You’re not allowed to say you don’t like a traditionally published book. Okay, one or two people have been the exception to this and commented that they respect my rights to say that I did not like a certain book. Nice to know there are people who do respect other people’s opinions. Nice to know there’s some normalcy and sanity on the internet. 😉
The other people commenting on 1-2 particular threads absolutely lynch you for saying “but he sucks anyways” or “But I thought his book was terrible…” or even that the book was boring. The book in question was loaned to me by a friend at work a couple years ago, and I couldn’t even get through the second chapter of it, then I wound up skimming through the rest. I’d tried to read it previously (when I worked in the library) and couldn’t read it even then, when I was much less picky than I am now. So, after my friend loaned it (actually forced it in my face) at work I read the first 2 chapters, and though “oh, this is that same damn book that I couldn’t get into before…” and, as I said I skimmed it.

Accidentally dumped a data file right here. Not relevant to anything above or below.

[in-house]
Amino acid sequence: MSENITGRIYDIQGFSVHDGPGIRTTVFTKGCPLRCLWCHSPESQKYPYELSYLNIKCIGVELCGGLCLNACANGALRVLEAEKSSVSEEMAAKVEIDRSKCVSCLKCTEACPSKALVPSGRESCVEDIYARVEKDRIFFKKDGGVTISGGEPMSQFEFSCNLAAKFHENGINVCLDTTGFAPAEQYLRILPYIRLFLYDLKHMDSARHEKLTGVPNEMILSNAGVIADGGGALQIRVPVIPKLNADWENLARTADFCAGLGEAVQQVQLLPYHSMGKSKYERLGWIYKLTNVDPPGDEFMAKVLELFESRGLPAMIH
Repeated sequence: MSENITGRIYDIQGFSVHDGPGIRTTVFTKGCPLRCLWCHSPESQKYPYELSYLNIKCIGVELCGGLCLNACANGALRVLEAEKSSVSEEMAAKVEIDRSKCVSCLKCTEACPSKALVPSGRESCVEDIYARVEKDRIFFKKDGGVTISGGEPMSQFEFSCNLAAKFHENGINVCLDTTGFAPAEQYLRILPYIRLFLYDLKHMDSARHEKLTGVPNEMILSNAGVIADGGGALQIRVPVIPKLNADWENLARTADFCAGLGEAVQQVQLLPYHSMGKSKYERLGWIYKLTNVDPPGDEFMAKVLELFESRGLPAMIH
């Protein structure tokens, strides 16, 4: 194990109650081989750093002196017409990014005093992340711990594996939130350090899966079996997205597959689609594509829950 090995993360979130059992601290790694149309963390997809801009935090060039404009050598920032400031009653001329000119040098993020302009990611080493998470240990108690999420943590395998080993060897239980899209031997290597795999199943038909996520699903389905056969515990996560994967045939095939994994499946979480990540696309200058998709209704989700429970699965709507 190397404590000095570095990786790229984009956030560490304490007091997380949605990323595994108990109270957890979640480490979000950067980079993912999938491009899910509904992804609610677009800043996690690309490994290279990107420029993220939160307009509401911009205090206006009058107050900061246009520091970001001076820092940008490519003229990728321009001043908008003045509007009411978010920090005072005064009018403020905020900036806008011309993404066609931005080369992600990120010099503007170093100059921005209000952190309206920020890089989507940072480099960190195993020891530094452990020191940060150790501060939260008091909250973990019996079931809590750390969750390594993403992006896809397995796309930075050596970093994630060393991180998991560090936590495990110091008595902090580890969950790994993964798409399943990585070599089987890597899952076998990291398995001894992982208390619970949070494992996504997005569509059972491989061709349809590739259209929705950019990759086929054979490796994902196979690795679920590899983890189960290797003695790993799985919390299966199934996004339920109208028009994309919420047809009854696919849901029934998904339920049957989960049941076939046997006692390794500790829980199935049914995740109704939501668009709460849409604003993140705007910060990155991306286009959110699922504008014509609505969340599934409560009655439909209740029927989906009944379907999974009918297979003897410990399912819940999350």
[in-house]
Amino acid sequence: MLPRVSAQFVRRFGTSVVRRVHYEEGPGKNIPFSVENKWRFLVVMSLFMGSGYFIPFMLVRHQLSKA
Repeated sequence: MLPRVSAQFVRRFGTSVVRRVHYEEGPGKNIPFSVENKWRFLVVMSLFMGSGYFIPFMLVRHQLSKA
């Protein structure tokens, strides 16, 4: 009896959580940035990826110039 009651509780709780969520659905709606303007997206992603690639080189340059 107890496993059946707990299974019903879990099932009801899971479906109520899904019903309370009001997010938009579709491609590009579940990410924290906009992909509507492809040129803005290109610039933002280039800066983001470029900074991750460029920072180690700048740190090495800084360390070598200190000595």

again, A) that’s fact. I really did that! I didn’t LIE and say that I didn’t like and say it out of spite, just because this author dissed self-publishing. Where would that get me?
B) that’s my opinion of his book, which I am entitled to. There seems to be a school of thought that indies should not comment on TP books lest we all look like “jealous wannabes” or “bitter indies.” I am of the opposite school of though, that thinks it’s healthy to discuss literature More of that later). It helps us gain credibility, and helps us us to grow as readers as well as writers. JMO.